IB Biology I Unit 5: Stem Cells and Differentiation
Unit 5: Syllabus Statements and Class Objectives
1.1.U4: Multicellular organisms have properties that emerge due to the interaction of their cellular components. (Oxford Biology Course Companion page 10). - Define and provide an example of unicellular and multicellular organism. - Define and give examples of emergent properties. 1.1.U5: Specialized tissues can develop by cell differentiation in multicellular organisms (Oxford Biology Course Companion page 11). - Define tissue - Outline the benefits of cell specialization in a multicellular organism. - Define differentiation. 1.1.U6: Differentiation involves the expressions of some genes and not others in a cell (Oxford Biology Course Companion page 11). - Describe the relationship between cell differentiation and gene expression.
1.1.U7: The capacity of stem cells to divide and differentiate along different pathways is necessary in embryonic development and also makes stem cells suitable for therapeutic uses (Oxford Biology Course Companion page 12). - Define zygote and embryo. - List 2 key properties of stem cells that have made them on the active areas of research in biology and medicine today. - Explain why stem cells are most prevalent in the early embryonic development of a multicellular organism. - Contrast the characteristics of embryonic, umbilical cord and adult somatic stem cells. - Define totipotent, multipotent and pluripotent.
1.1.A3: Use of stem cells to treat Stargardt’s disease and one other named condition (Oxford Biology Course Companion page 13). - Outline the cause and symptoms of Stargardt’s disease. - Explain how stem cells are used in the treatment of Stargardt’s disease. - Outline the cause and symptoms of leukemia. - Explain how stem cells are used in the treatment of leukemia.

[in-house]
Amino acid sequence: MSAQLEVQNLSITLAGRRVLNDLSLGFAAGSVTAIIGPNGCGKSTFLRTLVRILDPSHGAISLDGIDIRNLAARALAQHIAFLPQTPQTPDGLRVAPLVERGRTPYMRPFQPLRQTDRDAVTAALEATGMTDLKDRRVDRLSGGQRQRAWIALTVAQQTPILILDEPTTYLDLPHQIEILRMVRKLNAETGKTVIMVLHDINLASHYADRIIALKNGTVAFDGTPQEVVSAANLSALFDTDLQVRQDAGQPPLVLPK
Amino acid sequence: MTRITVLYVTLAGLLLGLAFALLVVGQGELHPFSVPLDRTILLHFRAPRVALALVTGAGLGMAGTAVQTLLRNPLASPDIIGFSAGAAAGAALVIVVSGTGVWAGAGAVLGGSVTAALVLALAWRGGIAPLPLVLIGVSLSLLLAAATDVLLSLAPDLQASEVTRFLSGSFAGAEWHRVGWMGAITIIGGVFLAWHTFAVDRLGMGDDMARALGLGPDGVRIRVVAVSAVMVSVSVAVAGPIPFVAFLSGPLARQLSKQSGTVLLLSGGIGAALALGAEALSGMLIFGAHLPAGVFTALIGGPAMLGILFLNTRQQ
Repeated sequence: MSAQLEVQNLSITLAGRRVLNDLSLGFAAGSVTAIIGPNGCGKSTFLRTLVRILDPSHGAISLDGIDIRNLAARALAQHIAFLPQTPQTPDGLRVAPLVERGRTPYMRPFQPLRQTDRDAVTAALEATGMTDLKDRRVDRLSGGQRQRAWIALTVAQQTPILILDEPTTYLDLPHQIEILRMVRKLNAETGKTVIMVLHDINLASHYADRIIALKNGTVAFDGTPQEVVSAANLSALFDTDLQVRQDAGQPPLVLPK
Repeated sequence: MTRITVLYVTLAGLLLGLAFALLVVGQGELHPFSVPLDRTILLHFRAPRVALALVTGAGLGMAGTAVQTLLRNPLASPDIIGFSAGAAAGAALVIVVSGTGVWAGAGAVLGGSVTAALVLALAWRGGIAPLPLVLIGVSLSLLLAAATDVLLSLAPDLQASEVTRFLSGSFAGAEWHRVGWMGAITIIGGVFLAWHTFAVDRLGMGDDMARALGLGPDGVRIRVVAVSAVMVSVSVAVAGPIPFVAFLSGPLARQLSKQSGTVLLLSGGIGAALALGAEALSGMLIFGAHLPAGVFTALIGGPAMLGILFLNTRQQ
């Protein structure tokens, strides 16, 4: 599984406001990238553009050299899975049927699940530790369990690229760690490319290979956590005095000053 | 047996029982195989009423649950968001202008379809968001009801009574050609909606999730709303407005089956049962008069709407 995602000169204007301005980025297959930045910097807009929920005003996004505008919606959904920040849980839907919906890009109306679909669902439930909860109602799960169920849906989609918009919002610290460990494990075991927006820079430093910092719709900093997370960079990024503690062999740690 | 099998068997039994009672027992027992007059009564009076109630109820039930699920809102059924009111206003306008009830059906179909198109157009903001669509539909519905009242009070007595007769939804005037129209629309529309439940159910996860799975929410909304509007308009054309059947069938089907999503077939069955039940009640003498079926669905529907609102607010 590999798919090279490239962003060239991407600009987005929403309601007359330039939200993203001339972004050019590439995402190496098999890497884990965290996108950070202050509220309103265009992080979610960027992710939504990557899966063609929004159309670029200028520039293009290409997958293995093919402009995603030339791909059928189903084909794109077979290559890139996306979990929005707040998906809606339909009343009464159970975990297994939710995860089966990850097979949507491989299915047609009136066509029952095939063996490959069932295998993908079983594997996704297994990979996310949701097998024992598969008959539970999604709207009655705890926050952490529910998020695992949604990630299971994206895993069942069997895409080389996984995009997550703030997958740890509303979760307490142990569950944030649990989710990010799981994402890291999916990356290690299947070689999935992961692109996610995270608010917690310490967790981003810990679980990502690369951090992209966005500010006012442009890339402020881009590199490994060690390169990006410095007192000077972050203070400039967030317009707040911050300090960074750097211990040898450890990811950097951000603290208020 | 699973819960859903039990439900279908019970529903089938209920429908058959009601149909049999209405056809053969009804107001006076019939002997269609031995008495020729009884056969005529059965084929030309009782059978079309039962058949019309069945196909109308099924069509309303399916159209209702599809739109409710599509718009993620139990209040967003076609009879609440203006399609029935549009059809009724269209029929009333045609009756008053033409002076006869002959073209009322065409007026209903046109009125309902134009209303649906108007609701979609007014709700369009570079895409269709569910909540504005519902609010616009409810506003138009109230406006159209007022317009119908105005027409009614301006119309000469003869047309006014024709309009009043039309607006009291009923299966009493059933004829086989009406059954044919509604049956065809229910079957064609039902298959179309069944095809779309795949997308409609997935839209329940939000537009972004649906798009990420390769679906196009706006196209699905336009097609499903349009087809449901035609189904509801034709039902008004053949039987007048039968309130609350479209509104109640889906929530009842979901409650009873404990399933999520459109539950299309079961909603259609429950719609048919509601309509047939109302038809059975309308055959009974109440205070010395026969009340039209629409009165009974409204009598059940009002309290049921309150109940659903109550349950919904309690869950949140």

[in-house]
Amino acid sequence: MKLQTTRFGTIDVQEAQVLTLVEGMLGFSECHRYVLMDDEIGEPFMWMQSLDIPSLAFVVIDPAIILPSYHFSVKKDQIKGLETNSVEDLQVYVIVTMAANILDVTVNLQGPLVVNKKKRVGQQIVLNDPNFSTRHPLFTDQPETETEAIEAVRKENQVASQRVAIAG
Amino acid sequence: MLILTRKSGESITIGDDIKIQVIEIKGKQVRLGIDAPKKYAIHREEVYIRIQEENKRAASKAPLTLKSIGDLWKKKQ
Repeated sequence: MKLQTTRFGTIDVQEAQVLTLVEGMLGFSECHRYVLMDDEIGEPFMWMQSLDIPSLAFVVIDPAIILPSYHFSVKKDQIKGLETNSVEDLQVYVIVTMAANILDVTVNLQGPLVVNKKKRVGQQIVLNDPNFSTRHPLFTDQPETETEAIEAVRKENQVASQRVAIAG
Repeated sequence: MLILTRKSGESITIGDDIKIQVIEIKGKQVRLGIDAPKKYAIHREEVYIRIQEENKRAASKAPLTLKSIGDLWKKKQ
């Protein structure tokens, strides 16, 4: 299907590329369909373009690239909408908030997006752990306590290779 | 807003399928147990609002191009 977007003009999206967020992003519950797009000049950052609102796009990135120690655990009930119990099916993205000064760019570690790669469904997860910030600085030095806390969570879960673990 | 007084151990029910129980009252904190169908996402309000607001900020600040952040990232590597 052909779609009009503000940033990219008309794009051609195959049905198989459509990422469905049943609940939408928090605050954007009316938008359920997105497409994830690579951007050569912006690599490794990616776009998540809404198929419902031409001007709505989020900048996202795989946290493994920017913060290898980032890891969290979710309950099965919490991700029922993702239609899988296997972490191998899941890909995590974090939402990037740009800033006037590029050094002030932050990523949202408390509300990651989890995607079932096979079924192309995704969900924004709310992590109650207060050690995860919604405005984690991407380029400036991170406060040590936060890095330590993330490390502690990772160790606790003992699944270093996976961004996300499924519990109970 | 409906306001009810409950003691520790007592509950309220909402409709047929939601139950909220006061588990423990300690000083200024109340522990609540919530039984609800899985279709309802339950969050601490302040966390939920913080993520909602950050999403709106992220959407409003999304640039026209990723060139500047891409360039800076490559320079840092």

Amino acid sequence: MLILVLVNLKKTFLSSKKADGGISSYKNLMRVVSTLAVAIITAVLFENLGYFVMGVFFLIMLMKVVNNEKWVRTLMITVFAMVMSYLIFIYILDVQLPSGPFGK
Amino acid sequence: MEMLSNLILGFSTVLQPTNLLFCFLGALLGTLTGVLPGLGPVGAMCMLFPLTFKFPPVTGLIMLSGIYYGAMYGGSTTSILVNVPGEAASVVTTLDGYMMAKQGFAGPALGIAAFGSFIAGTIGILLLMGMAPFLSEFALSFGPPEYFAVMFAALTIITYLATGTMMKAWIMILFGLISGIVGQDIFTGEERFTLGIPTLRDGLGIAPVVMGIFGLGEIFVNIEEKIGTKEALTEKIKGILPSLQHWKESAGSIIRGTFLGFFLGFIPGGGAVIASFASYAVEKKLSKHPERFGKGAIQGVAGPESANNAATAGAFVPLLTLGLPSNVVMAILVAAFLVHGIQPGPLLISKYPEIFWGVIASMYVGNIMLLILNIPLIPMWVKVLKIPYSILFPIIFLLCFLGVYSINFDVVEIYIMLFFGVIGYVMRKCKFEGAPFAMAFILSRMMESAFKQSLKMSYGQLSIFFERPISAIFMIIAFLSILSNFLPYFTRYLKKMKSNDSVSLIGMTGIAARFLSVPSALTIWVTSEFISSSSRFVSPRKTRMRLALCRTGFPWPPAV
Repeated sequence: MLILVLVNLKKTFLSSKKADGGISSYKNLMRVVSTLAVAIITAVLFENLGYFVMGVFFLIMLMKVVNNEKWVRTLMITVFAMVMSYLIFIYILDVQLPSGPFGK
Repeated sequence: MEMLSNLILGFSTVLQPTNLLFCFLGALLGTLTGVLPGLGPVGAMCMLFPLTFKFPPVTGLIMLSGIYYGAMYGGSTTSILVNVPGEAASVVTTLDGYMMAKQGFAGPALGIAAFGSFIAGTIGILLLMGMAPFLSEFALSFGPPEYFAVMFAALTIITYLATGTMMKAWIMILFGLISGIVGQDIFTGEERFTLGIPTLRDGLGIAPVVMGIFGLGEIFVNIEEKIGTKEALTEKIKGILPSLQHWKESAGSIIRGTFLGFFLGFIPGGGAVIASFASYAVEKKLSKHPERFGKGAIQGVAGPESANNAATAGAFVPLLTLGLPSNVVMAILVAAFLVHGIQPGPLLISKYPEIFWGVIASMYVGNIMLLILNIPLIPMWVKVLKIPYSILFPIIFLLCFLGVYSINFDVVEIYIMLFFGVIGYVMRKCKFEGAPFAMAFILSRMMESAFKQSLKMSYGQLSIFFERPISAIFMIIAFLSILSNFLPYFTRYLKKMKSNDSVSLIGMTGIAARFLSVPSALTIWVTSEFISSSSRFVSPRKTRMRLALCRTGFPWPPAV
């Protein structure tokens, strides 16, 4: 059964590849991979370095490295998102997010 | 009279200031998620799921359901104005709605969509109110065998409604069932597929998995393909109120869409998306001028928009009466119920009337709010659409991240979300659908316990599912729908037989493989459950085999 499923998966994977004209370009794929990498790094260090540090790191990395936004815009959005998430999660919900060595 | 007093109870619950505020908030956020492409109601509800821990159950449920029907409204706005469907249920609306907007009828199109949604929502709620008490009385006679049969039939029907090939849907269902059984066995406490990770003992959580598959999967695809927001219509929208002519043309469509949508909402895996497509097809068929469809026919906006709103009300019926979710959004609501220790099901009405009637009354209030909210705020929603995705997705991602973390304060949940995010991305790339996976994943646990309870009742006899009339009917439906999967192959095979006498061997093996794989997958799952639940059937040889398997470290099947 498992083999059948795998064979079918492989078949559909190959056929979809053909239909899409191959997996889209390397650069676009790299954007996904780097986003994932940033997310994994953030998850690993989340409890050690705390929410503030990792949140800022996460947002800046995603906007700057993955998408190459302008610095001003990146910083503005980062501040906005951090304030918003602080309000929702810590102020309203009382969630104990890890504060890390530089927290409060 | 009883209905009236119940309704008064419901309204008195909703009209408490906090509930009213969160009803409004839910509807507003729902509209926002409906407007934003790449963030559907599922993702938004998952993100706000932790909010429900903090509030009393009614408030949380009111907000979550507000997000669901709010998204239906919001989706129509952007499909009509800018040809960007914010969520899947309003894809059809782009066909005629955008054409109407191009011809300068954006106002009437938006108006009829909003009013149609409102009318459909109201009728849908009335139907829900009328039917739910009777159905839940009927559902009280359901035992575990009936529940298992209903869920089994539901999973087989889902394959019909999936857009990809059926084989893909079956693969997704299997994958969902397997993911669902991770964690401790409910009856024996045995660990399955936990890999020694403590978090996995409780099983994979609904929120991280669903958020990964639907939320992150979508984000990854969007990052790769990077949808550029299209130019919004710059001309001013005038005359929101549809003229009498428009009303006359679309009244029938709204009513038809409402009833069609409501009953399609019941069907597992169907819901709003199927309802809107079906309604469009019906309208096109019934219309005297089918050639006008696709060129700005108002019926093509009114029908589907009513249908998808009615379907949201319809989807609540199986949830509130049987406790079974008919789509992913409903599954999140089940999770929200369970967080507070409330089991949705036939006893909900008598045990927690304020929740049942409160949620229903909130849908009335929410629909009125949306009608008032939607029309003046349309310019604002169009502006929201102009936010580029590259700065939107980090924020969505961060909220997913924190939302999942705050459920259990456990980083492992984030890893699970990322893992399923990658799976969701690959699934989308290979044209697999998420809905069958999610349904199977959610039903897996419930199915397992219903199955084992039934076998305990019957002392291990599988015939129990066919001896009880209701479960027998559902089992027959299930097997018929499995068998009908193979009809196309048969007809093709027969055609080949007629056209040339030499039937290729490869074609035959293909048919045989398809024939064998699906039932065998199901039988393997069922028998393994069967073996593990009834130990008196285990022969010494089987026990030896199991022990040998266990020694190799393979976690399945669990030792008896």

1.1.A4: Ethics of the therapeutic use of stem cells from specially created embryos, from the umbilical cord blood of a newborn baby and from an adult’s own tissues (Oxford Biology Course Companion page 15). - List the source and mechanism of obtaining stem cells. - Discuss the benefits and drawbacks in using embryonic, cord blood and adult stem cells.
1.1.NOS2: Ethical implications of research- research involving stems cells in growing in importance and raises ethical issues (Oxford Biology Course Companion page 15). - Explain why biological research must take ethical issues into consideration.
3.5.U5: Clones are groups of genetically identical organisms, derived from a single original parent cell (Oxford Biology Course Companion page 195). - Contrast sexual and asexual reproduction. - Define clone and cloning. - Describe different ways in which natural clones can arise.
3.5.U7: Animals can be cloned at the embryo stage by breaking up the embryo into more than one group of cells (Oxford Biology Course Companion page 198). - Describe the process of reproductive cloning via embryo splitting. - Outline example of cloning animal embryos via natural and artificial embryo splitting. 3.5.U8: Methods have been developed for cloning adult animals using differentiated cells (Oxford Biology Course Companion page 198). - Describe the process of cloning via somatic cell nuclear transfer.
3.5.A4: Production of cloned embryos produced by somatic-cell nuclear transfer (Oxford Biology Course Companion page 199). - Outline the production of Dolly the sheep using somatic cell nuclear transfer.
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